Dan Jarvis was born a midwesterner in New Castle, Ind. At a young age his family moved to Mooreland, a small farm town 10 miles away, where he was raised. He was big brother to a sister three years younger and eventually to another sister, who was 13 years younger.
His upbringing was hard. Being the oldest and the only son put him in the position of carrying a heavy load of responsibilities. Although he had some friends, he became somewhat of a loner. He spent a lot of time hunting and fishing to meet the needs for the family.
His religious exposure as a child was with the Quakers. His mother would take the children to church whenever she could.
Mooreland didn’t have a football team, but Dan lettered in basketball and excelled in track. He also sang in a small group in high school, which he enjoyed a lot, he said.
During high school Dan had a dream that involved a red vehicle and a blue vehicle. That summer he worked for a veterinarian. They were going out on a call when they had an accident.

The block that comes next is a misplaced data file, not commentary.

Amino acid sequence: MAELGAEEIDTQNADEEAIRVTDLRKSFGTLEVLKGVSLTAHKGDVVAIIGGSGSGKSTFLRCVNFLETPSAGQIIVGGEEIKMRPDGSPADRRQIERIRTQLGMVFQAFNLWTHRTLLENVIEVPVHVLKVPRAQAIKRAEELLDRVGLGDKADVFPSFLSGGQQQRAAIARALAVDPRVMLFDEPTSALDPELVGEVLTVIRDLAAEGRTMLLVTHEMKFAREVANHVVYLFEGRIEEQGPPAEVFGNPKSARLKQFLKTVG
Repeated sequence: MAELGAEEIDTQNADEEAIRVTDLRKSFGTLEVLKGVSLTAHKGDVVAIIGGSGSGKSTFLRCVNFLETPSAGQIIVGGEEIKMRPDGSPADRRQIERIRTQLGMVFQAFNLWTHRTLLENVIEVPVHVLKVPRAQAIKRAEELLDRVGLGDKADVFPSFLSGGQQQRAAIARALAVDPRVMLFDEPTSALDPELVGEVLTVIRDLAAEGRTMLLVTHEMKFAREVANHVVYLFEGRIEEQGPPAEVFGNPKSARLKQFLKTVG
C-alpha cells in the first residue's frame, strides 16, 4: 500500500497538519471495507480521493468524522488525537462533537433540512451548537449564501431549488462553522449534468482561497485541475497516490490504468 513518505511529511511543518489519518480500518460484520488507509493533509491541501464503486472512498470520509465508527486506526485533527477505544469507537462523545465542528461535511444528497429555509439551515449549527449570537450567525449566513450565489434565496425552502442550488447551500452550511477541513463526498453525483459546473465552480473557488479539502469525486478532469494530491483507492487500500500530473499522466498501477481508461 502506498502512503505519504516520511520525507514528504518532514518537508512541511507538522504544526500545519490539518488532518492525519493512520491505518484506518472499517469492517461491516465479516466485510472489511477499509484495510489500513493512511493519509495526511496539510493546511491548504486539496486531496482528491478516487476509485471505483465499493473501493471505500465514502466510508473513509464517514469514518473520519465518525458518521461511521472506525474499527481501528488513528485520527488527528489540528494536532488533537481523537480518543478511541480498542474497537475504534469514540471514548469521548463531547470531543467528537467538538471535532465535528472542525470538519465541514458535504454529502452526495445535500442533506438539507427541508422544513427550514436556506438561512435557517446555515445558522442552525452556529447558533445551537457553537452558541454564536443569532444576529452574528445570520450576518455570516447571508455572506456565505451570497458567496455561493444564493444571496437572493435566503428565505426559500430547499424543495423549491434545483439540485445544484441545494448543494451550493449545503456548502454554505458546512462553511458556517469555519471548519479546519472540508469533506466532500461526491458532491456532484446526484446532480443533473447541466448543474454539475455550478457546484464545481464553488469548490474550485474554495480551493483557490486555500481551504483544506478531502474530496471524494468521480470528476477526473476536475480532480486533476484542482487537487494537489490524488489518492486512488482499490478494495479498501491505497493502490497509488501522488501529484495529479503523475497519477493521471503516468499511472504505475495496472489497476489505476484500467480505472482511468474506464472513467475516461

“There was blood everywhere. My blood. Gas was pouring out,” Dan recalled.
Dan got his coworker out of the vehicle, fearing a fire could start. He grabbed the veterinarian bag because of the drugs in it and gave it to the officer who had arrived. And then he passed out. When he woke up, he was in the emergency room.
Dan’s left ear and hands were cut badly, and he had a skull fracture across the back of his head from ear to ear. As a result of the head injuries, he has suffered tremendous headaches.
He was dating Elaine Herndon. A week after the accident Dan’s dad was going to town. He told Dan he’d drop him off at Elaine’s for awhile. She started playing 45s.